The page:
Question: Letter of findings
I recently encountered a lightning protection system on a water treatment plant that was certified by UL with what was referred to as a ‘Letter of Findings.’ The only type of lightning protection certification I’m familiar with is the UL Master Label. What is a ‘Letter of Findings,’ and what other types of certifications currently are available for lightning protection systems?
A Letter of Findings is one of the three basic types of certifications that Underwriters Laboratories Inc. provides for lightning protection systems. The others are the more recognized Master Label and Reconditioned Master Label certifications. Below is a description of each of these programs.
Master Label — The Master Label is a Listing Mark that covers a lightning protection system installed in accordance with UL 96A, Installation Requirements for Lightning Protection Systems. With any certification based on UL 96A, there are limitations regarding the types of buildings that may qualify for the protection system. Buildings that do not qualify for a Master Label include those that handle, process or store flammable or explosive materials and structures with incomplete lightning protection systems. A partially protected structure may include a church where only the steeple is protected or a school where only the chimney is protected. Other examples of partial protection include a series of interconnected buildings where only one building is protected and the others are not, or interconnected buildings where both buildings have systems, but only one system complies with the current Standard UL 96A.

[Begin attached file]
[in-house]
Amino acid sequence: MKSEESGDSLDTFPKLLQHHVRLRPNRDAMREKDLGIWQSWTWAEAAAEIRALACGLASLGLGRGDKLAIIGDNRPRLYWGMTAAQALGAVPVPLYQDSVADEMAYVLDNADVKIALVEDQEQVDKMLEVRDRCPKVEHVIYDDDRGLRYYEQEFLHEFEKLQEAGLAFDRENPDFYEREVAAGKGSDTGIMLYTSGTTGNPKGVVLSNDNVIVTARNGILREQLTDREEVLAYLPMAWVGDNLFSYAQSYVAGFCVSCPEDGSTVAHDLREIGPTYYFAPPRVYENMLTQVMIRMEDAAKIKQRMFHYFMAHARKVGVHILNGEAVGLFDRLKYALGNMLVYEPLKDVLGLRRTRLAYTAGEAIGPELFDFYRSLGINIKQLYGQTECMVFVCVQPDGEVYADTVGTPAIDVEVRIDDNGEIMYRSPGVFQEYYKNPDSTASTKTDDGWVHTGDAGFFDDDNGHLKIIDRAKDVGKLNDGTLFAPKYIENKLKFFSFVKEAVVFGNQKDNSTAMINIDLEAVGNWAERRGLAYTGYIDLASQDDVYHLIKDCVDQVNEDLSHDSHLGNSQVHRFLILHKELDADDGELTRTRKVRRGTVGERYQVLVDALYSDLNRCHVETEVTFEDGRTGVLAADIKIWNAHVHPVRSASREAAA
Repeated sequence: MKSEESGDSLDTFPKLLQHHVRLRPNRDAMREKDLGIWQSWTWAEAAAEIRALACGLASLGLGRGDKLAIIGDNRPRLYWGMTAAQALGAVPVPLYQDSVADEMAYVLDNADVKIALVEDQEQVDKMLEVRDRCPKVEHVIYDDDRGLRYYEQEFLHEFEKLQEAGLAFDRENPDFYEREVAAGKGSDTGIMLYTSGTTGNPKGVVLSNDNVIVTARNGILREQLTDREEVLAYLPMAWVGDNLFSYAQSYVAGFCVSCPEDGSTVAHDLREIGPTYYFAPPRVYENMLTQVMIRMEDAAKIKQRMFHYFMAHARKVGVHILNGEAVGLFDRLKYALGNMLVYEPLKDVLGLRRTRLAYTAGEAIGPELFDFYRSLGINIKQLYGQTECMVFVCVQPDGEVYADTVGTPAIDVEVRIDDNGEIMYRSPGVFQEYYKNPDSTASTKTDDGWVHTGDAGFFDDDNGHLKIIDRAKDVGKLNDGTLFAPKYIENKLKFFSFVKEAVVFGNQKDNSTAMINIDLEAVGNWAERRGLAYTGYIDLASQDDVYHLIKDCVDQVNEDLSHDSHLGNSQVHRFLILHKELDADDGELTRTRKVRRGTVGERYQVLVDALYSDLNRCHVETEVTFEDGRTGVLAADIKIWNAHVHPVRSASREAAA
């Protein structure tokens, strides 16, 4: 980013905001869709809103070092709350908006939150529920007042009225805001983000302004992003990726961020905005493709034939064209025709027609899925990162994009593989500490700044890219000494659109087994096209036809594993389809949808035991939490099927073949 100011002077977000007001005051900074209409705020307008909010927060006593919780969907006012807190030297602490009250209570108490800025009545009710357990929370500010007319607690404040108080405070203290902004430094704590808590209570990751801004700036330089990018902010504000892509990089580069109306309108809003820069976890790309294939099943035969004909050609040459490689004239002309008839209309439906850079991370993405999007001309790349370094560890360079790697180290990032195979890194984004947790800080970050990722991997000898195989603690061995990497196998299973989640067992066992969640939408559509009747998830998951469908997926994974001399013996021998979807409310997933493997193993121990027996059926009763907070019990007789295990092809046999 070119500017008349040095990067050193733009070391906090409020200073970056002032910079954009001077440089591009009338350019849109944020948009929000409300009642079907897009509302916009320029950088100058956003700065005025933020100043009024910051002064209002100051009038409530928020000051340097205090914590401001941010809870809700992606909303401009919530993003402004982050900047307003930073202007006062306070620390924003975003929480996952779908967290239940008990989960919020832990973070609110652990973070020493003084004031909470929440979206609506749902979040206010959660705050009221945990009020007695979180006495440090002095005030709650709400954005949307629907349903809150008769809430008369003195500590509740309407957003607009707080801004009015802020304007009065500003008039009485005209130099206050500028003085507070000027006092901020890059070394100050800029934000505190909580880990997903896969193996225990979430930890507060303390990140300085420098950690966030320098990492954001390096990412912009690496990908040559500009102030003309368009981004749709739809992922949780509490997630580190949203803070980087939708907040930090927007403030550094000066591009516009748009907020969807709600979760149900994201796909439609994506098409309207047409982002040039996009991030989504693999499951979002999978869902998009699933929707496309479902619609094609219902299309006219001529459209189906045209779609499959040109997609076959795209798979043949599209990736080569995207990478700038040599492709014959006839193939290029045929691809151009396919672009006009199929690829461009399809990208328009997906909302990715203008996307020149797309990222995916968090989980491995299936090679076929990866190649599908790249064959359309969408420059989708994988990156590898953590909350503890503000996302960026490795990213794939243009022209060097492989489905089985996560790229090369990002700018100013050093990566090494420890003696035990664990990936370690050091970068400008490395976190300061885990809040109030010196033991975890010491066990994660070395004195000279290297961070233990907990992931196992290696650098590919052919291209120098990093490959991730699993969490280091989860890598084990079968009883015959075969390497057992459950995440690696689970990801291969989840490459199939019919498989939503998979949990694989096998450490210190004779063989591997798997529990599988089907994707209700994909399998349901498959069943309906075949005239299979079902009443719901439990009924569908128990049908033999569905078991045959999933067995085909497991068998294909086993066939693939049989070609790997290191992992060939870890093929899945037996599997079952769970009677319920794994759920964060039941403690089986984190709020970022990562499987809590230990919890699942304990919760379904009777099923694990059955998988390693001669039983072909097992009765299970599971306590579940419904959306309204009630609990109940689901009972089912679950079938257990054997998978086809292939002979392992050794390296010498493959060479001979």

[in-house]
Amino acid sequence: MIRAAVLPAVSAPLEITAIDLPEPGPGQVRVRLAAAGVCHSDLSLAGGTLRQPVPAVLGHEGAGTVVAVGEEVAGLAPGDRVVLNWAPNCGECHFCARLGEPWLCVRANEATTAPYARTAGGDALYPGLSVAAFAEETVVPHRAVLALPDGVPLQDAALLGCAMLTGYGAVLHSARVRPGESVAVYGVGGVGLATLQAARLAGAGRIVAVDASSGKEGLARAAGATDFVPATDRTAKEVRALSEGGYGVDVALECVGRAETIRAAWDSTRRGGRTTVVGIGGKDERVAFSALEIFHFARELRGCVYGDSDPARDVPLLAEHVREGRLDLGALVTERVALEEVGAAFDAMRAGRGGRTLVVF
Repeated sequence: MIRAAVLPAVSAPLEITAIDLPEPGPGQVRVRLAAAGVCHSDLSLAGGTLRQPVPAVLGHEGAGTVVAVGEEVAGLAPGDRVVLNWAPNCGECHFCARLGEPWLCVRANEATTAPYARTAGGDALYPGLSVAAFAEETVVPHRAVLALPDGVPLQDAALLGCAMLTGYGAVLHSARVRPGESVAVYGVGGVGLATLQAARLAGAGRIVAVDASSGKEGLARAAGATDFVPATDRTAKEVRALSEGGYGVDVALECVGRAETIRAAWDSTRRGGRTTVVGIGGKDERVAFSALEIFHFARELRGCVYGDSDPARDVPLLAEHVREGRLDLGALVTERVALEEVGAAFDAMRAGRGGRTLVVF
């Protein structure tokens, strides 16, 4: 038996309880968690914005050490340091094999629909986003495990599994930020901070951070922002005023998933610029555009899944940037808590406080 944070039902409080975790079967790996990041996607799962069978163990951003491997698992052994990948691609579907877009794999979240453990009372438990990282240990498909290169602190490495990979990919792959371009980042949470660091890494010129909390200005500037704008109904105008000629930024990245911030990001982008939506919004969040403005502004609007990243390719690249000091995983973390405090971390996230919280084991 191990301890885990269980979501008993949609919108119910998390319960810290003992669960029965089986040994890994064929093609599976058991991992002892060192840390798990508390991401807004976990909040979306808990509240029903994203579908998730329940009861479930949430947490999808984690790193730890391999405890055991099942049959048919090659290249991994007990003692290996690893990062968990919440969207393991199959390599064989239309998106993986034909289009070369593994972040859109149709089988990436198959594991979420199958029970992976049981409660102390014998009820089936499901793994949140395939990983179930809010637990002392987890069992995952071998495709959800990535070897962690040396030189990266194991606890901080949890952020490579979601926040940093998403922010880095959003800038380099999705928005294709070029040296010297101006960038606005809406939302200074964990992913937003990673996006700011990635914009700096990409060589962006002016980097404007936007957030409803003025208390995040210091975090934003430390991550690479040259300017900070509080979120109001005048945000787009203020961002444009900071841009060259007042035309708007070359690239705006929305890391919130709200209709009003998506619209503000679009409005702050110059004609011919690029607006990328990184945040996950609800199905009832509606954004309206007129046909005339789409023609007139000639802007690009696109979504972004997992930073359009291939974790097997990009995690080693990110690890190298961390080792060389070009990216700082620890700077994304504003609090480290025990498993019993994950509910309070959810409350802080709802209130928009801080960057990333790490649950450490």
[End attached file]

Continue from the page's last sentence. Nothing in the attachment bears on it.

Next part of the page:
Reconditioned Master Label – The Reconditioned Master Label is a Listing Mark that covers a lightning protection system that has been refurbished or expanded to comply with UL 96A. This type of certification is identical in scope with the Master Label, except that it applies only to refurbished systems.
Letters of Findings – UL’s Letters of Findings indicate that an isolated roof section or an entire building complies with either UL 96A, NFPA 780 or Army Material Command (AMC) Regulation 385-100. The requirement regarding the size of an isolated roof section states that firewalls or similar means of building separation must isolate the protected roof section from other sections of the roof.
The lightning protection system must also be complete within itself (i.e., have the proper number of down conductors and air terminals for its size, etc.).
The following Standards include the noted limitations:
UL 96A, Installation Requirements for Lightning Protection Systems – This Standard does not cover buildings that store or handle explosive materials, flammable liquids, or flammable gases. NFPA 780, Lightning Protection Code – This standard does not cover buildings that house explosive materials.
AMC-R 385-100, Safety Manual — This standard does not include limitations.